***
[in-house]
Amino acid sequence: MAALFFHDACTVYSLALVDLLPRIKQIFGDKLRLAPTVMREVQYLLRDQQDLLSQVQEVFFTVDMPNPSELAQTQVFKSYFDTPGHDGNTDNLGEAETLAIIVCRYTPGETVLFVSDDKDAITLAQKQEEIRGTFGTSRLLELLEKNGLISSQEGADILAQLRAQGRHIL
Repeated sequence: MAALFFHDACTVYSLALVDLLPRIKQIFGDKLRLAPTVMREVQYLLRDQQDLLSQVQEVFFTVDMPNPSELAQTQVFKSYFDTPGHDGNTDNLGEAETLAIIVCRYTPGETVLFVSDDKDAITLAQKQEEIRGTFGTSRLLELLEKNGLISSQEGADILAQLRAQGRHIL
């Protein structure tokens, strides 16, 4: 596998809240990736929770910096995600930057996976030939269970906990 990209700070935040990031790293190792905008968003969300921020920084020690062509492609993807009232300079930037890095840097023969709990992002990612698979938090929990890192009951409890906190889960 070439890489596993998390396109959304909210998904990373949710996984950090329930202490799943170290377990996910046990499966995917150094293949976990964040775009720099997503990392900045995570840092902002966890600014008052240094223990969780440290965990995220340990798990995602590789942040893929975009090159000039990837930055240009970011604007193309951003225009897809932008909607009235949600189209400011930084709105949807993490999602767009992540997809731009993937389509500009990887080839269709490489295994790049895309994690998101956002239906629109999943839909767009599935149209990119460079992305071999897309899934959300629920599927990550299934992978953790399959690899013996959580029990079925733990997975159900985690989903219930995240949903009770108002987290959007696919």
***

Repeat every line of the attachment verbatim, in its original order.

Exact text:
[in-house]
Amino acid sequence: MAALFFHDACTVYSLALVDLLPRIKQIFGDKLRLAPTVMREVQYLLRDQQDLLSQVQEVFFTVDMPNPSELAQTQVFKSYFDTPGHDGNTDNLGEAETLAIIVCRYTPGETVLFVSDDKDAITLAQKQEEIRGTFGTSRLLELLEKNGLISSQEGADILAQLRAQGRHIL
Repeated sequence: MAALFFHDACTVYSLALVDLLPRIKQIFGDKLRLAPTVMREVQYLLRDQQDLLSQVQEVFFTVDMPNPSELAQTQVFKSYFDTPGHDGNTDNLGEAETLAIIVCRYTPGETVLFVSDDKDAITLAQKQEEIRGTFGTSRLLELLEKNGLISSQEGADILAQLRAQGRHIL
């Protein structure tokens, strides 16, 4: 596998809240990736929770910096995600930057996976030939269970906990 990209700070935040990031790293190792905008968003969300921020920084020690062509492609993807009232300079930037890095840097023969709990992002990612698979938090929990890192009951409890906190889960 070439890489596993998390396109959304909210998904990373949710996984950090329930202490799943170290377990996910046990499966995917150094293949976990964040775009720099997503990392900045995570840092902002966890600014008052240094223990969780440290965990995220340990798990995602590789942040893929975009090159000039990837930055240009970011604007193309951003225009897809932008909607009235949600189209400011930084709105949807993490999602767009992540997809731009993937389509500009990887080839269709490489295994790049895309994690998101956002239906629109999943839909767009599935149209990119460079992305071999897309899934959300629920599927990550299934992978953790399959690899013996959580029990079925733990997975159900985690989903219930995240949903009770108002987290959007696919």